A handsome cowboy hires on at the exclusive Flying M.E. divorce ranch for wealthy Easterners.
Former Flying M.E. dude wrangler Bill McGee recaptures the heyday of the Reno divorce ranch era in The Divorce Seekers – A Photo Memoir of a Nevada Dude Wrangler.
True stories. 500 images.
“Bill’s stories are like an old Hollywood movie coming to life.”
Sandra V. McGee, Author
“The images – with their smoky, black-and-white, retro allure – are what brought the time and place alive for me so that I could bring my characters to life in my novel … This book is a treasure if only for the photos alone.”
– Deb Caletti, bestselling author of The Secrets She Keeps
The Divorce Seekers – A Photo Memoir of a Nevada Dude Wrangler
It was the heyday of the Reno six-week divorce era. Divorce seekers – as the media called them – came running to Reno by the thousands… the rich, the poor, the famous, and the working class. If they had the money and wanted their privacy from the prying eyes of the press, they stayed on a divorce ranch… and the Flying M.E. , twenty miles south of Reno, was the most exclusive of them all.
From 1947 to 1949, Bill McGee was the head dude wrangler on the Flying M.E. He entertained wealthy Eastern socialites with names like Astor and du Pont, and Hollywood movie stars Ava Gardner and Clark Gable.
Bill and his co-author/wife Sandra McGee recapture those years in a collection of stories about the fascinating and changing cast of characters that came and went every six weeks on the famous Flying M.E. The stories are richly-illustrated in a coffee table book with 500 b/w photographs, most from the scrapbooks of former Flying M.E. guests or their offspring.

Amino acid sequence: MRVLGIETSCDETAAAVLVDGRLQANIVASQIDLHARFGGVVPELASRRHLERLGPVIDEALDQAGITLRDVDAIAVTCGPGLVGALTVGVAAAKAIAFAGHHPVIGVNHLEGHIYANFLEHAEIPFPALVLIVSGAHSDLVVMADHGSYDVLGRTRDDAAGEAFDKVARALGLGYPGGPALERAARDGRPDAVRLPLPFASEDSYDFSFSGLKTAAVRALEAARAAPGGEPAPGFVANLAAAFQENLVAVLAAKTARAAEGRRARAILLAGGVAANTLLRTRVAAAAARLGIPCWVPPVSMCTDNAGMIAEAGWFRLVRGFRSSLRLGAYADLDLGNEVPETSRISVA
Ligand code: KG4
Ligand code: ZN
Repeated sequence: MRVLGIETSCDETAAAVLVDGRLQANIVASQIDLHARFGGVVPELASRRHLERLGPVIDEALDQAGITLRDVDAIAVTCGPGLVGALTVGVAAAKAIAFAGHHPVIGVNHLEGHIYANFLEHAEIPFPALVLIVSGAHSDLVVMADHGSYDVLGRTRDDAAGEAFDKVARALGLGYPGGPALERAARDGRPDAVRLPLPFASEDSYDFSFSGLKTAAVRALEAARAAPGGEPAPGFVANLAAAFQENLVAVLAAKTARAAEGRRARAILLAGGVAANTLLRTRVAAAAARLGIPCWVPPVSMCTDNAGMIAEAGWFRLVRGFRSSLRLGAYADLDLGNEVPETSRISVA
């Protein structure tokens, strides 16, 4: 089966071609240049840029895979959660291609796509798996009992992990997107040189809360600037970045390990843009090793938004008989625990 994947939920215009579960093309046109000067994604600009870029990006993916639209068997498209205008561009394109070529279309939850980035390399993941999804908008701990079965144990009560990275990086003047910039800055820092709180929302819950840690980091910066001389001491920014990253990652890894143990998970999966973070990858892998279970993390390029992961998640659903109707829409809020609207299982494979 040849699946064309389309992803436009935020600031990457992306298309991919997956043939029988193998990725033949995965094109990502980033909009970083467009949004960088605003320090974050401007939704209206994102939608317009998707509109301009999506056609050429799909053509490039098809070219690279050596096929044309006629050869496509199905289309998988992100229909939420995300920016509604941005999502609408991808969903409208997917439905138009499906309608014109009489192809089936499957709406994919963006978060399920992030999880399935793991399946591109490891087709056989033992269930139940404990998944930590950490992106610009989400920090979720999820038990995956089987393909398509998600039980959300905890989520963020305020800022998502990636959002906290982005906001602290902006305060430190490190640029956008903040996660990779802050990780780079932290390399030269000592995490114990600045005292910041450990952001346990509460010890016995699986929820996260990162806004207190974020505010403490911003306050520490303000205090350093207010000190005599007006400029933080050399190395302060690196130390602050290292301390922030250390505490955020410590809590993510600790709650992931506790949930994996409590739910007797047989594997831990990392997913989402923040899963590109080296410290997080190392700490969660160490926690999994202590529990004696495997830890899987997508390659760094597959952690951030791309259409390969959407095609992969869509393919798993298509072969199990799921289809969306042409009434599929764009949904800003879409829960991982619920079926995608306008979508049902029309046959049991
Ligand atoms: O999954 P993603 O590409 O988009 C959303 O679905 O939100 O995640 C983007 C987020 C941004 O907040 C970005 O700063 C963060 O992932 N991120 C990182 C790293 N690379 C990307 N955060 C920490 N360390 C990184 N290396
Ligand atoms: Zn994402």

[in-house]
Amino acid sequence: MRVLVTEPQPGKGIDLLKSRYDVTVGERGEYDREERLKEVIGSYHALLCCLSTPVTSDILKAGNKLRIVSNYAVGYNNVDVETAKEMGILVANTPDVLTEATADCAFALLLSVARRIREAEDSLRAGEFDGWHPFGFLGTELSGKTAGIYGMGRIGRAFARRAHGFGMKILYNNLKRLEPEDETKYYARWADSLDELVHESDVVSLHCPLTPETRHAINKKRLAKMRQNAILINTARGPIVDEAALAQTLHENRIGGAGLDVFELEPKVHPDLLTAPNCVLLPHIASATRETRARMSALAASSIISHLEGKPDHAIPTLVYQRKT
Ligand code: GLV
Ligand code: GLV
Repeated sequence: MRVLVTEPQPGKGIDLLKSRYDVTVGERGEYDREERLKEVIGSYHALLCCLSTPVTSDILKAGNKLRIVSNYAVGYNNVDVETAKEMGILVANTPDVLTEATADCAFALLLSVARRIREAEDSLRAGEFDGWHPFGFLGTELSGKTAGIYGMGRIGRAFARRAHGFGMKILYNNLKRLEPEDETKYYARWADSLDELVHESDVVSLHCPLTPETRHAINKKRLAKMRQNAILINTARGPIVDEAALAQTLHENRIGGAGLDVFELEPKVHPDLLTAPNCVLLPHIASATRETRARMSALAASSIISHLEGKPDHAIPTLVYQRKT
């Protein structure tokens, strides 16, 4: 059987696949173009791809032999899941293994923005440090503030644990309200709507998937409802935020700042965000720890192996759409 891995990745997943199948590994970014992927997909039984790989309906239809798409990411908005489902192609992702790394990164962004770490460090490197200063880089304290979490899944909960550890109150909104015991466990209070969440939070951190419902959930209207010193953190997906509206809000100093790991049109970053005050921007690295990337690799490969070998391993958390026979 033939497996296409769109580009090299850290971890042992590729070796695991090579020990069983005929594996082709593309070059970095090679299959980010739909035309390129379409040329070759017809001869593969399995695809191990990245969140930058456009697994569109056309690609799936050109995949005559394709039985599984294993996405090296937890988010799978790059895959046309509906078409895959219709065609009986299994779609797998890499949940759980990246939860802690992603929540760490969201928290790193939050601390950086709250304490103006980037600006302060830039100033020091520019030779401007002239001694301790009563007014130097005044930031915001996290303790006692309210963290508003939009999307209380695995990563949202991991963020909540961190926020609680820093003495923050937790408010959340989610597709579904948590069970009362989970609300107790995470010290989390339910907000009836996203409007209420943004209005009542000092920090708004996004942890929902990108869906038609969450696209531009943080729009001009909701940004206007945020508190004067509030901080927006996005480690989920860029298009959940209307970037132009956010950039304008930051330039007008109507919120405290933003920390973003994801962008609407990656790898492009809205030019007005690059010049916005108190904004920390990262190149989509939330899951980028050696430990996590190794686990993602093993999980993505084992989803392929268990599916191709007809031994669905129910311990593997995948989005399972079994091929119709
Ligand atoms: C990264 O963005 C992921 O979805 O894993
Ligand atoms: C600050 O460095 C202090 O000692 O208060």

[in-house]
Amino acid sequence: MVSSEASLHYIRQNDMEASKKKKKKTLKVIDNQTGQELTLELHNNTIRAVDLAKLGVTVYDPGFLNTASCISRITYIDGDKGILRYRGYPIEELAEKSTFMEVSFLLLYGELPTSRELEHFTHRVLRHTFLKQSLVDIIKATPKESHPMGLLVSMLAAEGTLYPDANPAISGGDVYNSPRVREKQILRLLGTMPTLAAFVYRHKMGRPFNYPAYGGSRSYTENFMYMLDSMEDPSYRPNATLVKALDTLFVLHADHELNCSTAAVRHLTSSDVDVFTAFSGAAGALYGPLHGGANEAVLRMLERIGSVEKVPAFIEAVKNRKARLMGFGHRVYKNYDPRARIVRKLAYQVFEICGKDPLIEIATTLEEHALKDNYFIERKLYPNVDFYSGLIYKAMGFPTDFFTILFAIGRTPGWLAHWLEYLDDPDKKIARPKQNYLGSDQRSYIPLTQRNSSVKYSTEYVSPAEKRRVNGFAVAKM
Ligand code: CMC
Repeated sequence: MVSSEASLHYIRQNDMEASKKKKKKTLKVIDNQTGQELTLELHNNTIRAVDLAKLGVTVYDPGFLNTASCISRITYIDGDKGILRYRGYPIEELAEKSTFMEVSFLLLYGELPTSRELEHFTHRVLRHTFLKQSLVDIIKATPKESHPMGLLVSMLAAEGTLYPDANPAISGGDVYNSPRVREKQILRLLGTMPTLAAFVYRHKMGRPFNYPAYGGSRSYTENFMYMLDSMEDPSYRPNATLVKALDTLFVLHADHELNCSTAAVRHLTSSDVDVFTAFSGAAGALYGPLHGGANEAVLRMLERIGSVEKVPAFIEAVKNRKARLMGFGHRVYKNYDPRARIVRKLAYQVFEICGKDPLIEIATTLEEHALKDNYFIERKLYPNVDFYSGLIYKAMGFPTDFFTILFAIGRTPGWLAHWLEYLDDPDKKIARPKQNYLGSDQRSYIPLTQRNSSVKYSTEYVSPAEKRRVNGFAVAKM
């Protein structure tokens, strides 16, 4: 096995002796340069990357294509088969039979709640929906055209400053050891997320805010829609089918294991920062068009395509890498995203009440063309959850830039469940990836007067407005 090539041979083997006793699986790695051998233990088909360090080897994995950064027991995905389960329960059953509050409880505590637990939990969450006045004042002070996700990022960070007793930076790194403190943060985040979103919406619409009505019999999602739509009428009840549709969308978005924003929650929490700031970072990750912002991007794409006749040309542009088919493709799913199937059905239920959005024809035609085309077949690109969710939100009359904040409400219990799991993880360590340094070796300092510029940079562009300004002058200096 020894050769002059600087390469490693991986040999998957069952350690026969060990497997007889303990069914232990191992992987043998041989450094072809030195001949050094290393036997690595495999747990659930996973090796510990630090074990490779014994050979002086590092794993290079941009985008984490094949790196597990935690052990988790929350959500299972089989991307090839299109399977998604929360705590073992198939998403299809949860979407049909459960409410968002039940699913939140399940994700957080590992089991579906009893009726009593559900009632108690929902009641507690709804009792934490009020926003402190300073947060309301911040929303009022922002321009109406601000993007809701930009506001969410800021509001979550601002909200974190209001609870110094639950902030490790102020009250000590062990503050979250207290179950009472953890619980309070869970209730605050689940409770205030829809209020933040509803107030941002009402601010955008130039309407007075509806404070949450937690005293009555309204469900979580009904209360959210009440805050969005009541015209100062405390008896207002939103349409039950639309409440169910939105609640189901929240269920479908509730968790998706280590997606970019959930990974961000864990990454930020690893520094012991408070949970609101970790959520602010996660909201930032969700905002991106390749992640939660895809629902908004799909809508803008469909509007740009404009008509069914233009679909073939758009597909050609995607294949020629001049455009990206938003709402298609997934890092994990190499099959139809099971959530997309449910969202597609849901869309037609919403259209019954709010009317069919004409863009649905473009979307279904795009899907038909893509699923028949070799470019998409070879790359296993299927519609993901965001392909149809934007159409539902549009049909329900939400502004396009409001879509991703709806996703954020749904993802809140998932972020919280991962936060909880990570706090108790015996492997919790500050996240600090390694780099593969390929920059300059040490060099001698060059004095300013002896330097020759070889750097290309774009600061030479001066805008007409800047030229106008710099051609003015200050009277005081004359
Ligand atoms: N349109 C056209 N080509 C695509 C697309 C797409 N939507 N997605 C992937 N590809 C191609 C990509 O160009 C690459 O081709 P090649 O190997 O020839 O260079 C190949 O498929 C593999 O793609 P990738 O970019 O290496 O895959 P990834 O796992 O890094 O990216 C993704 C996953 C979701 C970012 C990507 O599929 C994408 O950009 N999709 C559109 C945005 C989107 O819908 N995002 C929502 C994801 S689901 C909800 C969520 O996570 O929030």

Product Details: 444 pp, 500 B/W photographs, illustrations, maps. Appendices, notes, bibliography, index. Hardcover 8.5″ x 11″, $39.95. BMC Publications, 2004
Meet Bill McGee
As Bill liked to say, “At age twenty-two, being the only man on the Flying M.E. and surrounded by all those beautiful and wealthy women, I thought I’d died and gone to heaven. Those were some of the best years of my life.”
Backstory: Once Upon a Time in RENO
Today no one needs to get away to divorce – they just divorce. But “splittin’ blankets” was not always so easy
In most states, getting a divorce required a waiting period of one year or more and proof of adultery – a messy business.
In the depths of the Great Depression, Nevada Governor Fred B. Balzar signed two highly controversial bills: one to legalize gambling in the state; the other to reduce the residency requirement for a divorce in Nevada from three months to only six weeks.
On March 20, 1931, Nevada made it simple
And the Nevada State Journal headlines shouted out the big news in boldface type on page one…
Now, anyone seeking a “quickie” divorce (as it would be called) could reside anywhere in Nevada for six weeks, pick their reason for wanting a divorce from a list of 9 legal grounds that required little or no proof, and spend an average of six minutes in court before a judge to get the divorce decree.
9 legal grounds for a Nevada divorce
as of March 20, 1931
4. Conviction of a felony
5. Habitual drunkeness